Training for 21st century doctors: medicine, business, and leadership development


Given the complex and rapidly evolving health care system in the United States, medical schools must focus their efforts on training more physician leaders to master the diverse skills needed to navigate emerging challenges in the field, urge leaders from the Perelman School of Medicine at the University of Pennsylvania in a new Perspective piece published today in the New England Journal of Medicine.

“Academic medicine has been somewhat complacent in the face of the disruptive forces in health care, and as a result, the gap between the -leader workforce and the needs of our system has only widened,” said J. Larry Jameson, MD, Ph.D., executive vice president of the University of Pennsylvania for the Health System and dean of Penn’s Perelman School of Medicine. “Health care systems need a new prescription to close this leadership gap. Given the societal impact of health care, we need to accelerate the development of skills that are not typically acquired during traditional medical training.”

Historically, physician leaders have been chosen based on their national prominence and excellence as master clinicians, star researchers, and revered educators. While these credentials remain important, they aren’t sufficient in the current health care climate, the authors write.

Today’s physicians practice in an era of changing payment models, rising costs, IT advances, and emerging technologies and therapies that are reshaping the delivery of patient care. Dynamic changes have also come with ongoing health system mergers and market consolidation. To lead effectively in this environment, doctors need not only sharp clinical expertise, but also opportunities to hone their communication, team building, and decision making skills, and gain knowledge of finance and business.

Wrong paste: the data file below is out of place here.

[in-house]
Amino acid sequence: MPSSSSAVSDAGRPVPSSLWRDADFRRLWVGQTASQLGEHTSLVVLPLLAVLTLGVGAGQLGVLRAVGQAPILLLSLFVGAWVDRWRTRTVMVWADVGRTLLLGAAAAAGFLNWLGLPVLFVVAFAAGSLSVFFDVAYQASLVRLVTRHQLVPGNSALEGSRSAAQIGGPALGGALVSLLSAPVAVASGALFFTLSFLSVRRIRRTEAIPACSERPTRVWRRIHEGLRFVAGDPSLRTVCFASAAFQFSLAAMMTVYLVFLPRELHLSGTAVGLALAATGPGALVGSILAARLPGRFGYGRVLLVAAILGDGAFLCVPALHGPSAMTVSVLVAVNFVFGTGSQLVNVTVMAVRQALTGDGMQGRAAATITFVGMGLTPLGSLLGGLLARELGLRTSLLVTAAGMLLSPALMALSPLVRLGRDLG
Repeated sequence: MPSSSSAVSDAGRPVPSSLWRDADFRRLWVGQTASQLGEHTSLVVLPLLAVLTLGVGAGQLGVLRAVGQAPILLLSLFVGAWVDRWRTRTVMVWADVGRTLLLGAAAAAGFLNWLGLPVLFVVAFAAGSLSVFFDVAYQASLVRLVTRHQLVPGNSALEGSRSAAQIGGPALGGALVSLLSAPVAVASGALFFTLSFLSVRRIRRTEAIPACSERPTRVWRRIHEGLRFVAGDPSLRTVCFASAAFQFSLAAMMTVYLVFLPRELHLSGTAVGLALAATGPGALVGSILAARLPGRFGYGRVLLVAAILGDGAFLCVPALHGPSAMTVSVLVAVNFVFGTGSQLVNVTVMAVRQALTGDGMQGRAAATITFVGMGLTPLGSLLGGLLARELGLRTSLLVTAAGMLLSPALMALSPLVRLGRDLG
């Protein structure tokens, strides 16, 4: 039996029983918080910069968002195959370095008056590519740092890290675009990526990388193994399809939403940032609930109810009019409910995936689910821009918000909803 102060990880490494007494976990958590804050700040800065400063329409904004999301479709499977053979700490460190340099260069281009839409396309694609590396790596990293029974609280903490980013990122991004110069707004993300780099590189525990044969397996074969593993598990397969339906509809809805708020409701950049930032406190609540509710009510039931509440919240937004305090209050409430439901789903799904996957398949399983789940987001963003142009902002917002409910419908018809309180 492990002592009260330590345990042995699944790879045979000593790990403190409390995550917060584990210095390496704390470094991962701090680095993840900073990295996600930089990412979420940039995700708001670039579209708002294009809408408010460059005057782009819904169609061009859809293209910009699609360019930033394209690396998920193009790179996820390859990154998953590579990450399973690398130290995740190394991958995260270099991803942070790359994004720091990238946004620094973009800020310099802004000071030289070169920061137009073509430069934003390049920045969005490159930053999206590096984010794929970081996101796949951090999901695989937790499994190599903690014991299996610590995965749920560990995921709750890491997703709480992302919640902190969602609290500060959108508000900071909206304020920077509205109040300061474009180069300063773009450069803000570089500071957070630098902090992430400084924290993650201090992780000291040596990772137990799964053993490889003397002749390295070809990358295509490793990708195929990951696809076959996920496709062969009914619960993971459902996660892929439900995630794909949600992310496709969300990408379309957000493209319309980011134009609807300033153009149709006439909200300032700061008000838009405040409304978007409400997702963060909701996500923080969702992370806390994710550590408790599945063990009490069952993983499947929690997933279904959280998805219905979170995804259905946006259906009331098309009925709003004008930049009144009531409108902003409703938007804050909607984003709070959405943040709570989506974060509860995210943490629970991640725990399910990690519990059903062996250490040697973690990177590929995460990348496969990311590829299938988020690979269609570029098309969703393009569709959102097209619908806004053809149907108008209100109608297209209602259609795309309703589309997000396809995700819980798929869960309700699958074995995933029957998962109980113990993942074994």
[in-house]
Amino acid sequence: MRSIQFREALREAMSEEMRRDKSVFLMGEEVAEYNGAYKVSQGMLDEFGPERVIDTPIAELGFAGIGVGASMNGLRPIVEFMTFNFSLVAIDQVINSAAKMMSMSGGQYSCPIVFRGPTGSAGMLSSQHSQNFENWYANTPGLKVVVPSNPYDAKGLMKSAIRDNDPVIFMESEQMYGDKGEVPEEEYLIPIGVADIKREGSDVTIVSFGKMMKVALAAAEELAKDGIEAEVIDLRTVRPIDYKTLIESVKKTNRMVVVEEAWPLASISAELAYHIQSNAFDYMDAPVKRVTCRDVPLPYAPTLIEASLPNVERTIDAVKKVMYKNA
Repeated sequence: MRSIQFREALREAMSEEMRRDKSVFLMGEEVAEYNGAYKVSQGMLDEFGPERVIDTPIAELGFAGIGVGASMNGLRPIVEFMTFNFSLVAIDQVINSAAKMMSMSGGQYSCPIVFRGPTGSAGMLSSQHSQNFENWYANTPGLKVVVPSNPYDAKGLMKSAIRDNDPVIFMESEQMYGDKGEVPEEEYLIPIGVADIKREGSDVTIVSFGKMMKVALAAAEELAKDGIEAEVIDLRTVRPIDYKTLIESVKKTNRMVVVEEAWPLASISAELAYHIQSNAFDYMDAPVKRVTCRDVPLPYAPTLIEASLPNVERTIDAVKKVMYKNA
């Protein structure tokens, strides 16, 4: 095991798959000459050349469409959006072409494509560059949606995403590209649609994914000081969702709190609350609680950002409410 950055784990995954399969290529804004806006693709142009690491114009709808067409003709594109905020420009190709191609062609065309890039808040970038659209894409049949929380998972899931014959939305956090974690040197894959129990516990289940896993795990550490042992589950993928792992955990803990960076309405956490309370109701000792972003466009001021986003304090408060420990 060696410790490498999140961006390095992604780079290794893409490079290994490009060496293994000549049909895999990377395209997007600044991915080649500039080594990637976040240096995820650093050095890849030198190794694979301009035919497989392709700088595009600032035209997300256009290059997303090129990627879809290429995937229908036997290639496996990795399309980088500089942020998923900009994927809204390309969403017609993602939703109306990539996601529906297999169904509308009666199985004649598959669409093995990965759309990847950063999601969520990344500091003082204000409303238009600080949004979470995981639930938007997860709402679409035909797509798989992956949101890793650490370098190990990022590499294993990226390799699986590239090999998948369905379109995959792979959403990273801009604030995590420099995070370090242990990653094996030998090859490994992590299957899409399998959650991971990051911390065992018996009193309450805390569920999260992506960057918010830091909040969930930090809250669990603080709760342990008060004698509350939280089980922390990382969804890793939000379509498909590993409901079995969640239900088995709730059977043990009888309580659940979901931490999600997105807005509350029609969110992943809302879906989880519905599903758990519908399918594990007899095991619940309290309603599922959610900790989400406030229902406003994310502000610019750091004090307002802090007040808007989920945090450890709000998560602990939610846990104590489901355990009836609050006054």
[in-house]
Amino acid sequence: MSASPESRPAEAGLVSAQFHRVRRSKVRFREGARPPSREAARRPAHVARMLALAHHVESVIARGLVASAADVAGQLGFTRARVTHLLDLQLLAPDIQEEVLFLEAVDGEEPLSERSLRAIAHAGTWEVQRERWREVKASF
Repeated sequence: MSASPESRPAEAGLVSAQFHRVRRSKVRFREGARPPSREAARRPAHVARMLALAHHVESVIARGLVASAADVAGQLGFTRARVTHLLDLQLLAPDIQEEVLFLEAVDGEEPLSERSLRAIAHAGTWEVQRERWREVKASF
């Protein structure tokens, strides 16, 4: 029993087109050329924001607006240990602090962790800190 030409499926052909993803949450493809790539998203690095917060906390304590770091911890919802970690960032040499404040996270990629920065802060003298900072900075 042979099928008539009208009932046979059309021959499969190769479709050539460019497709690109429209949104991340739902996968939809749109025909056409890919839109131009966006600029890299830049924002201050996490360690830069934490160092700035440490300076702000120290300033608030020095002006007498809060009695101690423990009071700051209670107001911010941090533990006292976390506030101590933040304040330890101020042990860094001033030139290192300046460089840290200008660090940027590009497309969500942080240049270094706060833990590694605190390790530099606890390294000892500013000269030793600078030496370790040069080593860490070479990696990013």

Jameson and co-author Caryn Lerman, Ph.D., vice dean for Strategic Initiatives and the John H. Glick, MD Professor in Cancer Research in the department of Psychiatry in the Perelman School of Medicine, suggest health systems focus on three strategies to create this new wave of leaders: rigorous mining of diverse talent pools to identify the most promising emerging physician leaders; building pipelines of future leaders with targeted leadership development to enable progressively increasing responsibility; and deliberate onboarding processes to integrate new leaders and assure alignment across missions and with the institutional culture.

Training in finance and business planning and personnel management should be central to professional development, as many physician leaders may manage budgets similar to those of medium-sized businesses, for example, and work in organizations which are among the largest employers in their community.


“Given the high rate of turnover among physician leaders, such as department chairs and deans, we can no longer afford to neglect the skills that are essential for leaders to succeed,” they wrote. “We believe there is a need for a new generation of leaders who can promote strategic and cultural alignment in the face of rapid change.”

At Penn, the Perelman School of Medicine has joined with the Wharton School to create an executive education program which will launch in 2019 for health care and academic medical leaders from across the nation and world. The program will provide targeted leadership development experiences and practical skills to enable today’s and tomorrow’s leaders of health systems and academic medical centers to adapt to a rapidly changing environment.

The new endeavor joins the Penn-Wharton MD/Master of Business Administration (MD/MBA) program, which is designed for medical students interested in integrating their medical course work with training in managerial, financial, and technical expertise in the health care field.

Another example is Penn Medicine’s Healthcare Leadership for Quality Residency Track. This two-year training pathway for future physician leaders is one of only a few in the country to offer a pathway for residents aspiring to be leaders in health care quality, patient safety, or informatics. So far, more than one hundred residents have participated in the program.

To help meet the challenges of an increasingly complex landscape, the authors say, systems should make leadership development an organizational priority—an emphasis which will also pay off in improved patient satisfaction and clinical outcomes.

“The 21st century physician leader must be equipped with a new tool kit of skills for the leadership agility necessary for them to respond proactively to rapidly changing environments,” Lerman said. “Leadership development should be an organizational priority, preparing today’s medical students and physicians to thrive in a continuously evolving era of .”


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